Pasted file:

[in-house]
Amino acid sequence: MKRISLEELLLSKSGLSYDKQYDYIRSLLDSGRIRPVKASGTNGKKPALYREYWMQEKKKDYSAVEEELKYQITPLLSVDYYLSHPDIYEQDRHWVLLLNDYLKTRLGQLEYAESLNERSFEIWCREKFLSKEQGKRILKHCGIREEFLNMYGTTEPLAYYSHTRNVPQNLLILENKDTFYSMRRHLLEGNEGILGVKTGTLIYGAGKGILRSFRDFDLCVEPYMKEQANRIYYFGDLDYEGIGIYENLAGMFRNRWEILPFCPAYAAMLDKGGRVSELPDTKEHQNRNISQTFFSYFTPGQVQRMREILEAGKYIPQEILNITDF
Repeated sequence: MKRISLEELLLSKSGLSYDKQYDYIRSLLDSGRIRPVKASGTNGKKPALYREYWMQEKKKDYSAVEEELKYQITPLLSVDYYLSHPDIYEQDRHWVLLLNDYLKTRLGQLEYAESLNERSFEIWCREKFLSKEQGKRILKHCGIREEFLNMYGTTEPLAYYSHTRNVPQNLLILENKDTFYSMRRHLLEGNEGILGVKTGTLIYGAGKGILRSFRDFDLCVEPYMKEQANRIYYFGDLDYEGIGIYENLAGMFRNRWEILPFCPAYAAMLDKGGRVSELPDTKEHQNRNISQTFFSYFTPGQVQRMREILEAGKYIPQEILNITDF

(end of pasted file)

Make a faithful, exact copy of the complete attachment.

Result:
[in-house]
Amino acid sequence: MKRISLEELLLSKSGLSYDKQYDYIRSLLDSGRIRPVKASGTNGKKPALYREYWMQEKKKDYSAVEEELKYQITPLLSVDYYLSHPDIYEQDRHWVLLLNDYLKTRLGQLEYAESLNERSFEIWCREKFLSKEQGKRILKHCGIREEFLNMYGTTEPLAYYSHTRNVPQNLLILENKDTFYSMRRHLLEGNEGILGVKTGTLIYGAGKGILRSFRDFDLCVEPYMKEQANRIYYFGDLDYEGIGIYENLAGMFRNRWEILPFCPAYAAMLDKGGRVSELPDTKEHQNRNISQTFFSYFTPGQVQRMREILEAGKYIPQEILNITDF
Repeated sequence: MKRISLEELLLSKSGLSYDKQYDYIRSLLDSGRIRPVKASGTNGKKPALYREYWMQEKKKDYSAVEEELKYQITPLLSVDYYLSHPDIYEQDRHWVLLLNDYLKTRLGQLEYAESLNERSFEIWCREKFLSKEQGKRILKHCGIREEFLNMYGTTEPLAYYSHTRNVPQNLLILENKDTFYSMRRHLLEGNEGILGVKTGTLIYGAGKGILRSFRDFDLCVEPYMKEQANRIYYFGDLDYEGIGIYENLAGMFRNRWEILPFCPAYAAMLDKGGRVSELPDTKEHQNRNISQTFFSYFTPGQVQRMREILEAGKYIPQEILNITDF